Mahindra & Mahindra, Ltd.
Holloway Motor Cars of Manchester, LLC & a
Argued April 16, 2014.
[Copyrighted Material Omitted]
Shaheen & Gordon, P.A., of Concord ( Steven M. Gordon and Benjamin T. Siracusa Hillman on the brief), and King & Spalding, LLP, of Atlanta, Georgia ( L. Joseph Loveland on the brief and orally), for the petitioner.
Holmes Law Offices PLLC, of Concord ( Gregory A. Holmes on the brief and orally), for the respondents.
CONBOY, J. DALIANIS, C.J., and HICKS and BASSETT, JJ., concurred.
The petitioner, Mahindra & Mahindra, Ltd. (Mahindra), appeals a decision of the Superior Court ( Smukler, J.) affirming a default judgment by the New Hampshire Motor Vehicle Industry Board (Board) in favor of the respondents, Holloway Motor Cars of Manchester, LLC, Peters Auto Sales, Inc., and Crest Chevrolet, Inc. (collectively " dealers" ). Mahindra argues that the trial court erred by finding that the Board had personal jurisdiction over Mahindra and subject matter jurisdiction to adjudicate the dealers' claims against Mahindra. We vacate the order of the superior court and remand with instructions to remand to the Board for further proceedings consistent with this opinion.
The following facts are drawn from the trial court's order, the record, or are otherwise undisputed on appeal. On July 12, 2011, the dealers filed a protest with the Board alleging that Mahindra, a motor vehicle manufacturer based in Mumbai, India, violated RSA chapter 357-C. See generally [166 N.H. 743] RSA 357-C:3, :7 (2009 & Supp. 2013). The dealers asserted that Mahindra entered into a distributor agreement with Global Vehicles, U.S.A. Inc. (Global Vehicles) by which Global Vehicles became the exclusive distributor of Mahindra's motor vehicles in the State of New Hampshire. They further alleged that the dealers paid a fee to Global Vehicles in order to become dealers of Mahindra's motor vehicles. The dealers claimed that Mahindra " violated RSA [chapter] 357-C by its wrongful termination of the Distributor Agreement with Global [Vehicles], its announced intention not to honor the franchise agreements held by the dealers, and its refusal to provide motor vehicles to Global [Vehicles] and the dealers in accordance with its agreement and state law." Although the dealers had entered into agreements only with Global Vehicles, they brought their protest against both Mahindra and Global Vehicles.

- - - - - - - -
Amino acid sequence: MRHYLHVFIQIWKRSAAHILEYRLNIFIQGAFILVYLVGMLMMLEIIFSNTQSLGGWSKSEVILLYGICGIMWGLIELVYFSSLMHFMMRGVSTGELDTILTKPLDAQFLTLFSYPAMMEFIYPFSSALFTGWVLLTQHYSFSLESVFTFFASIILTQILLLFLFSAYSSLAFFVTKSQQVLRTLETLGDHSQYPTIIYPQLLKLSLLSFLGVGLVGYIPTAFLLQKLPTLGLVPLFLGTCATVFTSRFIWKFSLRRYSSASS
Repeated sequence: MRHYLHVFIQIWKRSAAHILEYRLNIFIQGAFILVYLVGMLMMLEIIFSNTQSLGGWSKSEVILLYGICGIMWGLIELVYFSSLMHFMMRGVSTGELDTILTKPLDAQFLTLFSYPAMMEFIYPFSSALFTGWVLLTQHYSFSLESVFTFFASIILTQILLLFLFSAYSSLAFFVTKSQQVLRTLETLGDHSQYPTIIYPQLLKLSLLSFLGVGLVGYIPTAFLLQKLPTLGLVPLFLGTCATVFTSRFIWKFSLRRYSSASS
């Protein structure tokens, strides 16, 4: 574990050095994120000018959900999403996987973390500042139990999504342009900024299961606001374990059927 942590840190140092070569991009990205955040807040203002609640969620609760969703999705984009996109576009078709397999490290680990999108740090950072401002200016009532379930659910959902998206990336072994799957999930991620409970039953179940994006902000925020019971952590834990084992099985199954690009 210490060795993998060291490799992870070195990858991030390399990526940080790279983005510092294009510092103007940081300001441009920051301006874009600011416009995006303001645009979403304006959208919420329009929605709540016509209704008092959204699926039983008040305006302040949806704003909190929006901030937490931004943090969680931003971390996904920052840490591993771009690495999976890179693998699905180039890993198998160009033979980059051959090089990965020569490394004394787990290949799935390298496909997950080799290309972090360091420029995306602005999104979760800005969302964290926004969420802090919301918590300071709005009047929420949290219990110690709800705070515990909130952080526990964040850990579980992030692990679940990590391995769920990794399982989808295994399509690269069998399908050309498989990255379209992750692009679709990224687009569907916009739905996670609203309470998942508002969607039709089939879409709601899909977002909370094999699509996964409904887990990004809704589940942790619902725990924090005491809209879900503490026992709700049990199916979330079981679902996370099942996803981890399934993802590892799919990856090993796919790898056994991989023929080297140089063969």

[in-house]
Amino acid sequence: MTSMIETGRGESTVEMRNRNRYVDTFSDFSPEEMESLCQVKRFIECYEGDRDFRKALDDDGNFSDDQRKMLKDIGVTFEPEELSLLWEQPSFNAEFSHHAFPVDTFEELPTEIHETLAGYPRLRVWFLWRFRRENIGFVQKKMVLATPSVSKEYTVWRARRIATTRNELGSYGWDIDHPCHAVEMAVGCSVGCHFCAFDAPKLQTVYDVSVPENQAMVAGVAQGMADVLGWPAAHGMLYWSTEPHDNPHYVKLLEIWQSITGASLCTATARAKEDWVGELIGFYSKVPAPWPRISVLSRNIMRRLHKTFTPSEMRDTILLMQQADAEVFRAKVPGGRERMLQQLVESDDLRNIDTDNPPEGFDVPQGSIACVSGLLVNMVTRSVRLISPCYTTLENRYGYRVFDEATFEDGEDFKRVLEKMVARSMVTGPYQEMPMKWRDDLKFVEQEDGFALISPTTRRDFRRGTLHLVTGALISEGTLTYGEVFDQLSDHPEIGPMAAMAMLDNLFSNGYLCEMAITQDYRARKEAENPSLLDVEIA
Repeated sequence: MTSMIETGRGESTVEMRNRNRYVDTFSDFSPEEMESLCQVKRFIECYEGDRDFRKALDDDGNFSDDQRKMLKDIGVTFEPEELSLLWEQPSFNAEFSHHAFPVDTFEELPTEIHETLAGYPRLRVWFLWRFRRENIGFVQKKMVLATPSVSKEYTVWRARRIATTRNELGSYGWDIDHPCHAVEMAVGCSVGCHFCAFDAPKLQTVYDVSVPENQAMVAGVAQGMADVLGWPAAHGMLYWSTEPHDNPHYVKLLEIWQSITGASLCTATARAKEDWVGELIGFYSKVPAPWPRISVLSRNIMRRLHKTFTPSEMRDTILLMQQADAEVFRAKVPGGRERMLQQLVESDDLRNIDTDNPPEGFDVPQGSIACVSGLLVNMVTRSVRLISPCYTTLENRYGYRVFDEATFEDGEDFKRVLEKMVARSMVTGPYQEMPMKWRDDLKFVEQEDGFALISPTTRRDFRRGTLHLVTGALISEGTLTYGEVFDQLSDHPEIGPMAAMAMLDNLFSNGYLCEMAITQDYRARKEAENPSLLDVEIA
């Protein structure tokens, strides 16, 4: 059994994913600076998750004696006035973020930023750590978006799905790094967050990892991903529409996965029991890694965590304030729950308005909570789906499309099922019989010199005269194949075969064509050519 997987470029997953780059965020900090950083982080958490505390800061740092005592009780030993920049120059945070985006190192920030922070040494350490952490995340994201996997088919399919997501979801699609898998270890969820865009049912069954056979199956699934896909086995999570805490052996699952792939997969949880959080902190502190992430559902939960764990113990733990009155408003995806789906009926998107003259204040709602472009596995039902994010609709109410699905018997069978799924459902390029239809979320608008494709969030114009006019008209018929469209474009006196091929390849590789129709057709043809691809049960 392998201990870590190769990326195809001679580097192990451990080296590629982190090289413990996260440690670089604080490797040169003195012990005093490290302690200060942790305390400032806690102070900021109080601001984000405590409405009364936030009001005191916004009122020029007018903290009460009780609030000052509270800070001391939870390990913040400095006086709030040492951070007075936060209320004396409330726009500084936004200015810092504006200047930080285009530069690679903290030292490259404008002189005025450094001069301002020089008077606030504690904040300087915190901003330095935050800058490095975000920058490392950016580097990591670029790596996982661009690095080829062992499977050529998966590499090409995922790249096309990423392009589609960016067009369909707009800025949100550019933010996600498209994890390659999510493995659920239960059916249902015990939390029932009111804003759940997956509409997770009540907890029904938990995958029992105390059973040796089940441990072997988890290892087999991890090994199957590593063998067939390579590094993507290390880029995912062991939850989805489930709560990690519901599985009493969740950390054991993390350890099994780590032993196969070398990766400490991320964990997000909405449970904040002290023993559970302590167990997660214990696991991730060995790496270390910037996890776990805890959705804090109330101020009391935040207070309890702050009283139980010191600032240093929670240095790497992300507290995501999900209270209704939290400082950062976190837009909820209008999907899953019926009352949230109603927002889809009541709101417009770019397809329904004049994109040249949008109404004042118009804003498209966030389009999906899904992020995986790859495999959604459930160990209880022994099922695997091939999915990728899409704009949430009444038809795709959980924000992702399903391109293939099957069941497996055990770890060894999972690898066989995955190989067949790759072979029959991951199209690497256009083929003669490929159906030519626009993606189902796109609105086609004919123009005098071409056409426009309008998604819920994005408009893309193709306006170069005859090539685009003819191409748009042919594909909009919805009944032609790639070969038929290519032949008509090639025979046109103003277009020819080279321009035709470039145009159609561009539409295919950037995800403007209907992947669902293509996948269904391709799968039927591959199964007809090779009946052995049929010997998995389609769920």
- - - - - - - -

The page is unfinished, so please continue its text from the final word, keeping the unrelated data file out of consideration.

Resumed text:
The Board issued a notice of pre-hearing conference to the dealers, Global Vehicles, and a senior vice president of Mahindra U.S.A., a subsidiary of Mahindra, in Kennesaw, Georgia. The notice to Mahindra U.S.A. was returned. Mahindra did not participate in the pre-hearing conference.
After the conference, the dealers attempted service of the protest on Mahindra through a variety of means. They sent copies of the protest by certified mail to Mahindra's counsel in Georgia and to the president of Mahindra's automotive and farm equipment sector at an address in Houston, Texas. The dealers also sent a copy of the protest to the same Mahindra sector president at an address in Mumbai, India, which was delivered by United Parcel Service. In addition, the dealers sent a copy of the protest to the sheriff's office in Marietta, Georgia, for service on the senior vice president of Mahindra USA Automotive. The sheriff's return stated that the individual could not be found.